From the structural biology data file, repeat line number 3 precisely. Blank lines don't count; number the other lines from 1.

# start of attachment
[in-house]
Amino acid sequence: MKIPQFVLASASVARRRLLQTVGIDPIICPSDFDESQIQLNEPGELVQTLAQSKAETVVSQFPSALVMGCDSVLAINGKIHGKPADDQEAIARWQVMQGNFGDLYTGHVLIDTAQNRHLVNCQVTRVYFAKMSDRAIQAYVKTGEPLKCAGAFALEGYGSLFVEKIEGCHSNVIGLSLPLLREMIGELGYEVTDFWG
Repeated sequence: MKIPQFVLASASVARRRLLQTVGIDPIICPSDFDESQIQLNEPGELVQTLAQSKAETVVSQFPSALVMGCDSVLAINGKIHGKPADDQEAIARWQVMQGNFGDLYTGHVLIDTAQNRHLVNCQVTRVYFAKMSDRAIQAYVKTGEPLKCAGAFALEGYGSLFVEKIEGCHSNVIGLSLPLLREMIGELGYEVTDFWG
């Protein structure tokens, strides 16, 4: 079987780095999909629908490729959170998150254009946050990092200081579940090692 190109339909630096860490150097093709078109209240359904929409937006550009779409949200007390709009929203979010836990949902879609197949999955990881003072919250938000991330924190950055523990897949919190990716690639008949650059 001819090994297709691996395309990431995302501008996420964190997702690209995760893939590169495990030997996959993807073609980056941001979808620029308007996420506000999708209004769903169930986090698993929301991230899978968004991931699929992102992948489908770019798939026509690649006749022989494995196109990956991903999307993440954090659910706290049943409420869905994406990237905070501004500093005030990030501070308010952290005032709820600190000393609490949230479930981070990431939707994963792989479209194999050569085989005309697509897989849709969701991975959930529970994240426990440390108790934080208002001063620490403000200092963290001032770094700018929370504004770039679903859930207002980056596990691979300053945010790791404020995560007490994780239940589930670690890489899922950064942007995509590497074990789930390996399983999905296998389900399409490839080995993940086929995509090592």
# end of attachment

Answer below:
Repeated sequence: MKIPQFVLASASVARRRLLQTVGIDPIICPSDFDESQIQLNEPGELVQTLAQSKAETVVSQFPSALVMGCDSVLAINGKIHGKPADDQEAIARWQVMQGNFGDLYTGHVLIDTAQNRHLVNCQVTRVYFAKMSDRAIQAYVKTGEPLKCAGAFALEGYGSLFVEKIEGCHSNVIGLSLPLLREMIGELGYEVTDFWG